Cadets at West Point receive a full scholarship and an annual salary to pay expenses. Graduates owe five years of active service.

Even as the price tag of a four-year college degree outpaces inflation, a handful of U.S. colleges and universities are going to extraordinary lengths to contain costs — by picking up full tuition for every student they enroll. Most colleges offering free tuition are military academies; several are engineering schools, where graduates are in short supply and demand is great.


One school, Webb Institute of Glen Cove, N.Y., offers a double major in naval architecture and marine engineering. The Cooper Union in New York City focuses on architecture and the arts, as well as engineering. And there are also two Christian schools: The College of the Ozarks, a “work school” in rural Point Lookout, Mo., and Berea College, a liberal arts school in Berea, Ky.

The value these colleges provide to cash-strapped students and parents hasn’t gone unnoticed as costs continue to climb. Tuition, fees, room and board at four-year public colleges jumped 46% in the past decade, from an average of $10,440 in 1999-2000 to $15,210 last year, according to the non-profit College Board. At private schools, costs rose 28% in that period, from an average of $27,740 to $35,640.Schools that cover full tuition “are doing the near-impossible to make school affordable for all of their students,” says Robert Franek of education and test-prep company The Princeton Review, whose annual list of 100 Best Value Colleges includes nine colleges that for the current school year are covering full tuition for every student. “Best Values” excel at both academics and financial aid. (Berea was not on the list; its data were incorrectly reported, The Princeton Review says.)

But one of the free-tuition schools that is on the list, Franklin W. Olin College of Engineering in Needham, Mass., says that because of losses to its endowment fund, it will no longer cover full tuition for future incoming classes; it will switch to half-tuition scholarships beginning this fall. Colleges saw an average 18.7% drop in their endowments this year, according to the Commonfund and the non-profit National Association of College and University Business Officers.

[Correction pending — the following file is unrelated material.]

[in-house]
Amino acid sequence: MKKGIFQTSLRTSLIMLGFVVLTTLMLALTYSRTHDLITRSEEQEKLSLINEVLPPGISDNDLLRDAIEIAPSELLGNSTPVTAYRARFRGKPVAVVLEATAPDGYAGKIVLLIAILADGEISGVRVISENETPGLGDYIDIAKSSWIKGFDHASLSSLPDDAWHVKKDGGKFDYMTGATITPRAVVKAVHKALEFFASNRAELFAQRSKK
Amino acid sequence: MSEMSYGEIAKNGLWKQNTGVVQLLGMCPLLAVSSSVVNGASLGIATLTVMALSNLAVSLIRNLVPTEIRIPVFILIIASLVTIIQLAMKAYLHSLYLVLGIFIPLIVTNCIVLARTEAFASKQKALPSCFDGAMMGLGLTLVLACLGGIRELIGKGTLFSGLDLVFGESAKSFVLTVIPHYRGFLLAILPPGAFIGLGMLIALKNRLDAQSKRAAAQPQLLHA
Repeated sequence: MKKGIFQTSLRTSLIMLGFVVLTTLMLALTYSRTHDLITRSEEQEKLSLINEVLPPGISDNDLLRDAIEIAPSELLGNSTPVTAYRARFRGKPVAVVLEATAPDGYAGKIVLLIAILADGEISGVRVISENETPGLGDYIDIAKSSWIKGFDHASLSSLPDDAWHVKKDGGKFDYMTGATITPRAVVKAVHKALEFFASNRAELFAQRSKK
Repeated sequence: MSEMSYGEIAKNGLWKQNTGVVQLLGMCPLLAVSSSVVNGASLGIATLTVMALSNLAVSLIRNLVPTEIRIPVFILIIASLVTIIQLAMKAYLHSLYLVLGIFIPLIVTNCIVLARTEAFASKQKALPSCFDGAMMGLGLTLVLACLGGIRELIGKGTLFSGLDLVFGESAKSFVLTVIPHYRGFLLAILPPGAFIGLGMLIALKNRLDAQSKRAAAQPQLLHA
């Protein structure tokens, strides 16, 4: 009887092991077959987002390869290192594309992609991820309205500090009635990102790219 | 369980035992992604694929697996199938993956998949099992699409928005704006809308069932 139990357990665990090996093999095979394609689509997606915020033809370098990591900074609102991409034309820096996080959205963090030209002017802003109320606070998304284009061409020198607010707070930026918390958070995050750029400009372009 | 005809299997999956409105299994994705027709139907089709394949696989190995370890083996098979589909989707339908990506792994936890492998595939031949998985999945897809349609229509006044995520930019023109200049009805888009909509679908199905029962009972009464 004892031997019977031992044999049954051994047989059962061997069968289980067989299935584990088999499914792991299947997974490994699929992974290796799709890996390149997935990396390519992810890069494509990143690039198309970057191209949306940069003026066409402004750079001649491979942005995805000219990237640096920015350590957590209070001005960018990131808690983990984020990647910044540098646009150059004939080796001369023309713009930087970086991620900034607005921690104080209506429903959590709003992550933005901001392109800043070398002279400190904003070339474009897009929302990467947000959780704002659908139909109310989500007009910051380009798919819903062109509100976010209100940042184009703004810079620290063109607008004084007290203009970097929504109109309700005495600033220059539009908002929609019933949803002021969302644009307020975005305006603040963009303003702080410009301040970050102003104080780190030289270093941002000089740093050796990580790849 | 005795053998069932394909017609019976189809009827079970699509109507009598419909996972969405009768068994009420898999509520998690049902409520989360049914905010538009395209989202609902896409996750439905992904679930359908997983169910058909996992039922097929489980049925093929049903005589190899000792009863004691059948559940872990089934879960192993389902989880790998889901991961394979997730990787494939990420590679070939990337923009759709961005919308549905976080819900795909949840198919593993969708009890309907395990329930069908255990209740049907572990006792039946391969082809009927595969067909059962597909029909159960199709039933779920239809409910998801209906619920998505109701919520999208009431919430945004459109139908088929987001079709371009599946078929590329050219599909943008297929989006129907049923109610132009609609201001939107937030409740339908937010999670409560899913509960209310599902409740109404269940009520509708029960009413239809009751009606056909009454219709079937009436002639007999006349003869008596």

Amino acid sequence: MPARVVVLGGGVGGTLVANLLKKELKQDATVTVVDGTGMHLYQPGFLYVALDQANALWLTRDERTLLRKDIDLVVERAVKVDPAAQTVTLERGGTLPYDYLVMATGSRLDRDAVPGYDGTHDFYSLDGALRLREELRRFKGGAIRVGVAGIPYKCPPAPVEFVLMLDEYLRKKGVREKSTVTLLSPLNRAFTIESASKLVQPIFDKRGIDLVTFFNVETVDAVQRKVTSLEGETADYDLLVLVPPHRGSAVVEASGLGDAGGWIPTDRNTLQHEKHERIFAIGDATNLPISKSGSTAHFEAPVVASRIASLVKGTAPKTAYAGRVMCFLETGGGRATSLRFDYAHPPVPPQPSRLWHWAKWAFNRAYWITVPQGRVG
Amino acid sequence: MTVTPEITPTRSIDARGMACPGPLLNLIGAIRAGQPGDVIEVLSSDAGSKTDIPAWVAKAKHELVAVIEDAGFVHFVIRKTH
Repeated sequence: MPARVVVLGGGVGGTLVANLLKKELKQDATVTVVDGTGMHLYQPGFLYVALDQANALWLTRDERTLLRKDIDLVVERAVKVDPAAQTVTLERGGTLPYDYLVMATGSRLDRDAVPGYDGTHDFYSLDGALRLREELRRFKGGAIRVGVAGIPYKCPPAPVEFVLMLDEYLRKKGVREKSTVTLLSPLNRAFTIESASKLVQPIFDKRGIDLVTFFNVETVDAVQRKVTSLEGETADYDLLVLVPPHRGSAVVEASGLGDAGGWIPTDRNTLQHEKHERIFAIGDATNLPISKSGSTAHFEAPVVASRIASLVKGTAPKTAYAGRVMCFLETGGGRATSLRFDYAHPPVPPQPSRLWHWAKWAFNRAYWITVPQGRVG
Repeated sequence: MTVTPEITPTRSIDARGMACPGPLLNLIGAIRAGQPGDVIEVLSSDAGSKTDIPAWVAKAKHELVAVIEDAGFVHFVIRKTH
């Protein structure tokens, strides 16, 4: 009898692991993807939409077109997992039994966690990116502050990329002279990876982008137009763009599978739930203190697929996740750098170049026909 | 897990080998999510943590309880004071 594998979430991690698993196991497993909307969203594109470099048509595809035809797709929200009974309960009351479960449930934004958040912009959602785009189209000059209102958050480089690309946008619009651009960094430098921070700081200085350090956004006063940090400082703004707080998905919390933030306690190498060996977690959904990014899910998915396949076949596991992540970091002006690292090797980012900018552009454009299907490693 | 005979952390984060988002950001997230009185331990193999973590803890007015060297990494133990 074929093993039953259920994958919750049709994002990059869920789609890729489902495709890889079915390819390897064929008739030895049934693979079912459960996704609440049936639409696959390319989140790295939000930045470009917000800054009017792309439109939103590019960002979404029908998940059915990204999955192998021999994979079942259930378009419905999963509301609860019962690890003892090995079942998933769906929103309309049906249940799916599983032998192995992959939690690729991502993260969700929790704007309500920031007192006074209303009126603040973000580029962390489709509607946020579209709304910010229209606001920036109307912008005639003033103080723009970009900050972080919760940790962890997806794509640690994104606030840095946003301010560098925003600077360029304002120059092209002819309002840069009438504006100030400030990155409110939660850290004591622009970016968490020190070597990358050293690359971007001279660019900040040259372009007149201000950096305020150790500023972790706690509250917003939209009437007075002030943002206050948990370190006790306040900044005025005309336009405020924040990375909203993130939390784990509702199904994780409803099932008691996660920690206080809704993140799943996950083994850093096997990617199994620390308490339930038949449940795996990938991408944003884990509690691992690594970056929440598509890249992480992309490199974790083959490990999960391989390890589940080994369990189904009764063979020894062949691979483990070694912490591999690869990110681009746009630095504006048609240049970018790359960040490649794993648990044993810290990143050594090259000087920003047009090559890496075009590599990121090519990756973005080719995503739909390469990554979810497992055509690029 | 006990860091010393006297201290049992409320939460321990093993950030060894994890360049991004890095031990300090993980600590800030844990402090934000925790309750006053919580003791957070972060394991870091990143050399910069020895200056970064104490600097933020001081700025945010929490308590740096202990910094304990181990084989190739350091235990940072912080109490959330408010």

Not a permanent change
“This decision was reached after much soul-searching and careful consideration of the long-term financial outlook for Olin,” admissions dean Charles Nolan wrote in a letter posted on the school’s website. “Our priority in these deliberations was maintaining the quality of Olin’s academic programs. At the end of the day, we felt that the kind of reductions we were facing in our endowment-dependent budgets were simply too great to address through cost-cutting alone.”

He added that the school was committed to “restoring the scholarship to 100% as soon as financial conditions allow.” The Princeton Review notes that even the half-tuition scholarship is a good deal: Olin remains on its 100 Best Values list for 2010.

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Commitment to Army, work
At some schools, students who receive free tuition must pay other costs, including fees, room and board and expenses such as textbooks. Military schools are the exception: At the U.S. Military Academy at West Point, N.Y., all expenses, including medical care, are provided. In exchange, the Army requires five years of active service after graduation.

At College of the Ozarks — dubbed “Hard Work U” — each student participates in the on-campus work program for 15 hours a week, plus two 40-hour workweeks. Some may do landscaping, others work in the cafeteria or on production lines making fruitcakes and jellies.

“Students leave with an appreciation for what it takes to make it in real life,” says spokeswoman Elizabeth Andrews. “It’s not some kind of dream world where you party it up. You come and have real expectations for work and study.”

As college costs rise, 86% of students and parents say financial aid is “very necessary,” according to a survey of 9,000 students and 3,000 parents that Princeton Review released in March. Two out of three said the recession influenced their decisions about where to apply.

Franek notes that many other schools on the Best Value list try hard to meet students’ financial needs, even though they don’t cover full tuition for all students.

“Most university officials would say that their mission is to make sure they are offsetting costs for students,” Franek says. “Some schools are better at it than others.”

   Berea College1 Berea, Ky., berea.edu 

College of the Ozarks, Point Lookout, Mo., cofo.edu

Cooper Union, New York City, cooper.edu

Franklin W. Olin College of Engineering2 Needham, Mass., olin.edu

U.S. Air Force Academy, Colorado Springs, usafa.af.mil

U.S. Merchant Marine Academy, Kings Point, N.Y., usmma.edu

U.S. Military Academy, West Point, N.Y., usma.edu

U.S. Naval Academy, Annapolis, Md., usna.edu

U.S. Coast Guard Academy, New London, Conn., cga.edu

Webb Institute, Glen Cove, N.Y., webb-institute.edu

1 Not on Princeton Review’s 100 Best Value Colleges list because of data reporting error

2 Covering full tuition this year, but will switch to half tuition for classes entering in the fall

Via USA Today